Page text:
Psyc 3102: Behavioral Genetics (Carey)

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Psyc 3102: Behavioral Genetics (Carey)
Questions for the final (2000)
Instructions: Below are a series of questions, some of which will appear verbatim on the final
exam. You may prepare for the final in any way you wish (e.g., study with friends, see Denise
and/or me, compose your answers beforehand), but the actual final will be closed book and
closed notes.
Define:
1) set point model of personality stability and change
2) meritocracy
3) heritocracy
4) smorgasbord model of personality development
Essay Questions:
1) Name and define the five forces of human evolution.
2) Consider the following statement: "The United States of America is a vast melting pot.
Among its people are many groups of Native Americans, the original inhabitants of the New
World, as well as immigrants--some willing and some not so willing--from every area of the
world. People of different ethnic backgrounds have been marrying one another even before the
USA even became its own nation, and this process has been accelerating in recent years. In
evolutionary terms, the USA is beginning to develop its own race--the American race."
Critically evaluate this statement in terms of the social definition of race and the genetic
definition of race that we learned in class.
3) Here is a complicated statement: "Empirical evidence suggests that being raised in the same
family does not make siblings similar to one another in personality. However, these same data
cannot be used to say that parents have no influence on their children's behavior." Give a lucid
and common sense explanation of this statement to a layperson who is educated but does not
have much training in psychology. Make certain to include the types of empirical data on which
the above statement rests.
4) The following is a quote from a behavioral geneticist: “If a strong meritocracy evolves in this
country [i.e., USA], it is more likely to be an educationally-driven meritocracy than an IQ-driven
meritocracy.” Give a 2 to 3 sentence, COGENT explanation of this statement.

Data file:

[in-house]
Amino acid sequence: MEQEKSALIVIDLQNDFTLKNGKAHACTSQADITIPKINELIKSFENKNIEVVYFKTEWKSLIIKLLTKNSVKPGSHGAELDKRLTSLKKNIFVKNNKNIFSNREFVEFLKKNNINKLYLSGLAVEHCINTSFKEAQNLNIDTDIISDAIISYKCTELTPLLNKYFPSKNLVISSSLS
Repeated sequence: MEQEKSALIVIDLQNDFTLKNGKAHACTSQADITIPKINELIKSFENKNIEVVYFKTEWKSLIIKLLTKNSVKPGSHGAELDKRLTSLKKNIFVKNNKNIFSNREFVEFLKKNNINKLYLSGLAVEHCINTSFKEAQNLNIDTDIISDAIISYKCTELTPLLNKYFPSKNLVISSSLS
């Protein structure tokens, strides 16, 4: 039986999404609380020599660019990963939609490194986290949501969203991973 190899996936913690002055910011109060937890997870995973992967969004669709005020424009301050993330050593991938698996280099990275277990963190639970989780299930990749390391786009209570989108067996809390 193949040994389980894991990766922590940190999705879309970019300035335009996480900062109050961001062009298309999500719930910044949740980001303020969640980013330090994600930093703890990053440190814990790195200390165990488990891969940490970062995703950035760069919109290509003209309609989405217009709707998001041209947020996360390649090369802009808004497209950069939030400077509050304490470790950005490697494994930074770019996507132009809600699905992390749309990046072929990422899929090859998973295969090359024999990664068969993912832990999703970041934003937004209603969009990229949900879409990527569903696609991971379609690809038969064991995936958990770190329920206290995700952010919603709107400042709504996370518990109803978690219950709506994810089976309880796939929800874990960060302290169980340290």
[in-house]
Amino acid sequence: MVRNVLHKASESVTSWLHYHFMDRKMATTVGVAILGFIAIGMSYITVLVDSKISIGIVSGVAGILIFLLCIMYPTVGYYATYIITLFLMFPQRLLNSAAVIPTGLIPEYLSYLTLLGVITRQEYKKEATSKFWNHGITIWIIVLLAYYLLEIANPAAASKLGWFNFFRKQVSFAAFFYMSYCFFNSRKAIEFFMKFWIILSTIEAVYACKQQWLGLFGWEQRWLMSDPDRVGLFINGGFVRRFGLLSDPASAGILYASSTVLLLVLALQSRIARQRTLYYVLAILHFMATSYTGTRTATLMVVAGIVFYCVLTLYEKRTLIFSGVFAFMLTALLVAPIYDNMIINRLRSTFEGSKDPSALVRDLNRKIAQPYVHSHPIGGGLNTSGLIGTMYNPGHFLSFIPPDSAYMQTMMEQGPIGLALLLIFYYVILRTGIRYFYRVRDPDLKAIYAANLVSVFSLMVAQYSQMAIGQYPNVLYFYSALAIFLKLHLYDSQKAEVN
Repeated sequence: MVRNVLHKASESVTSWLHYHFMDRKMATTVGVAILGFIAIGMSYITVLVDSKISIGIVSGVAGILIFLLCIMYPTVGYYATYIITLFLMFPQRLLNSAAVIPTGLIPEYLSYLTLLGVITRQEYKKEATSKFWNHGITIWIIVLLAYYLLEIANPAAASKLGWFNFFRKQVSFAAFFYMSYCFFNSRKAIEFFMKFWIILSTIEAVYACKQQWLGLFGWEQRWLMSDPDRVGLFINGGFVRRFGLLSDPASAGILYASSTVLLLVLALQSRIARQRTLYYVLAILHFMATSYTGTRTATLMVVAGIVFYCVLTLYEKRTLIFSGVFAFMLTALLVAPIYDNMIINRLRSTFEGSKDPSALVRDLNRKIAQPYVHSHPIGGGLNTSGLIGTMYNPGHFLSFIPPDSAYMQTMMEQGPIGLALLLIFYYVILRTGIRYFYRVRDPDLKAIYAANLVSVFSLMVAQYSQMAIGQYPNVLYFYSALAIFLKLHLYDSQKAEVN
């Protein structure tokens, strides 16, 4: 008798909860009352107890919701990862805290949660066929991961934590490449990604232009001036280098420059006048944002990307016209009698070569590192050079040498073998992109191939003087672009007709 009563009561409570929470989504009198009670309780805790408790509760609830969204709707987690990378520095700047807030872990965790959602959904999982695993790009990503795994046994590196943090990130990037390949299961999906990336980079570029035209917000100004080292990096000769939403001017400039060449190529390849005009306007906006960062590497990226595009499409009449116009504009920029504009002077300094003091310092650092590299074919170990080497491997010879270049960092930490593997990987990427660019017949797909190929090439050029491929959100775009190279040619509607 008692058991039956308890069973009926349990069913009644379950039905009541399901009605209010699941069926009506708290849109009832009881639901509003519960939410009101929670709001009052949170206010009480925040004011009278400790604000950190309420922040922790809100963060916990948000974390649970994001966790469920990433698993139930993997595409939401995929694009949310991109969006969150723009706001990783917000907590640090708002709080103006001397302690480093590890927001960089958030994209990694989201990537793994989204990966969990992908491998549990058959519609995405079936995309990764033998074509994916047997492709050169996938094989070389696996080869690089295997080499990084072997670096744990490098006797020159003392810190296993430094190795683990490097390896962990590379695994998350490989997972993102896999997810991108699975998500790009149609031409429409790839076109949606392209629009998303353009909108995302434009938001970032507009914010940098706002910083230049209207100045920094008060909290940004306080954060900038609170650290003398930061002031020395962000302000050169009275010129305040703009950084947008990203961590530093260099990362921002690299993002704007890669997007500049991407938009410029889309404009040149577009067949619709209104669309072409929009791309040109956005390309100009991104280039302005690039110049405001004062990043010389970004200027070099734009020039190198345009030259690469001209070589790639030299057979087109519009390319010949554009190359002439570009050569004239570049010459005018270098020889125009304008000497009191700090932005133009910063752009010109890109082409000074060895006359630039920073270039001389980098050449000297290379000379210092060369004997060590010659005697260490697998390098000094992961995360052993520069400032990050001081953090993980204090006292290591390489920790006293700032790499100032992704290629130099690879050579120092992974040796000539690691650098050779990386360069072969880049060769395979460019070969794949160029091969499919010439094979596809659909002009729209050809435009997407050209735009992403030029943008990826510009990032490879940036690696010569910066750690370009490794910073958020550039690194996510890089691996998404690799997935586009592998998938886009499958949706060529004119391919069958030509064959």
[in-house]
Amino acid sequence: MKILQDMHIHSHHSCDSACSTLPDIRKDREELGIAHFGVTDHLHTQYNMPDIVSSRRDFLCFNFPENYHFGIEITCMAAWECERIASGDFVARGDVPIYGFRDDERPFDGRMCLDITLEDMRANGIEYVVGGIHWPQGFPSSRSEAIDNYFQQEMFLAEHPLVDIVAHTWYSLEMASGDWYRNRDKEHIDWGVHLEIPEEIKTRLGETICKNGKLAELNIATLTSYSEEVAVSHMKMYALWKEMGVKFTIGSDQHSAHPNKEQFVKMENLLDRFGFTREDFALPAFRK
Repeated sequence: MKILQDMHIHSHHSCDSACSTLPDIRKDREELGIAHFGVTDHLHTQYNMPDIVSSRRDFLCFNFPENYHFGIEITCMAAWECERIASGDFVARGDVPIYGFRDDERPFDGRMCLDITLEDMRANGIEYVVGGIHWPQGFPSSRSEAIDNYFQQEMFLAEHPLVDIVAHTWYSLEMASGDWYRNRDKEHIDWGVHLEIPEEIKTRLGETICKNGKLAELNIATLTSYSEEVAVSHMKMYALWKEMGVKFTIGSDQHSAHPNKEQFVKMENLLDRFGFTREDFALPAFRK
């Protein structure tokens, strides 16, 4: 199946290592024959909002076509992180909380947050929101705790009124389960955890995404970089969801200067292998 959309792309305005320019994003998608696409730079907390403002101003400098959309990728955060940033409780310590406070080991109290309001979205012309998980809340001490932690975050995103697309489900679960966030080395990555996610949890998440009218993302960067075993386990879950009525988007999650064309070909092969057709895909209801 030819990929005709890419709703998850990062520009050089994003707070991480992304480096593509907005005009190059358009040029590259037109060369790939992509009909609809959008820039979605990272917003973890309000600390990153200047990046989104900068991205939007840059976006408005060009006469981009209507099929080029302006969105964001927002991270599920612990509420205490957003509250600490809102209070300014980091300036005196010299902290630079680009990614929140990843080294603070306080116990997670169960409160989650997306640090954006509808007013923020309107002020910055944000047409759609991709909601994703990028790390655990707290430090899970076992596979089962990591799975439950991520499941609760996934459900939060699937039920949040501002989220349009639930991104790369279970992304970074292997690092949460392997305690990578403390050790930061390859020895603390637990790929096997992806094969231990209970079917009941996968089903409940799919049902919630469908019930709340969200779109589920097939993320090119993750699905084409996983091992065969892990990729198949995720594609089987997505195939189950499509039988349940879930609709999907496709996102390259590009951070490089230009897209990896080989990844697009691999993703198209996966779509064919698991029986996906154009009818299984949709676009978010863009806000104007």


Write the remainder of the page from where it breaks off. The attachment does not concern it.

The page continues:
5) Describe the relationship among genes, intelligence (as measured by intelligence tests), and
social stratification in modern industrialized society.
Psyc 3102, Final
Page 2
6) The phenomenon of personal ornamentation (i.e., fashion in clothes, hair, jewelry, tattoos,
etc.) is found in every human culture. As is readily apparent to anyone who watches National
Geographic and old movies, ornamentation varies tremendously from one culture to another and
also changes over time within a single culture. There are also marked individual differences in
ornamentation within a culture. To my knowledge, no one has ever done a twin or adoption
study of ornamentation, but the results would probably show a moderate degree of heritability.
Using your knowledge of both evolutionary psychology and the genetics of individual
differences in behavior, write a lucid and coherent theoretical account of how genes might relate
to personal ornamentation.
7) An asteroid strikes earth and results in the extinction of all human populations except for two-a group of native South American Indians living in the Andes and a population inhabiting the
mountains of Ethiopia. The two populations grow in size and expand their areas until after
several thousands of years, they eventually meet. Answer the following questions about this
fictitious scenario.
a.) Genetically, how similar and how different would these two populations be?
b.) On what phenotypic traits are they likely to differ the most?
c.) On what phenotypic traits are they likely to be most similar?
d.) Give reasons for your answers to the above three questions.
8) Describe the role that culture has played in human evolution and give two specific examples
of how culture has (probably) influenced the evolution of our species.
9) The following is an actual statement made to your professor by a very high ranking person in
the Department of Justice—“If crime is genetic, then the implications for the penal system and
the concept of rehabilitation are enormous.” Using your knowledge of the major conclusions to
this course and of the concepts of heritability and environmentability, compose a lucid response
to this statement.
10) Assortative mating:
a) Define assortative mating.
b) Give three traits on which we humans assort most strongly.
c) Give two traits on which we humans do not assort, but most people suspect we would assort
on.
d) Give the two mechanisms thought to be most important for assortative mating and what is
known about the relative importance of these two mechanisms for assortment.
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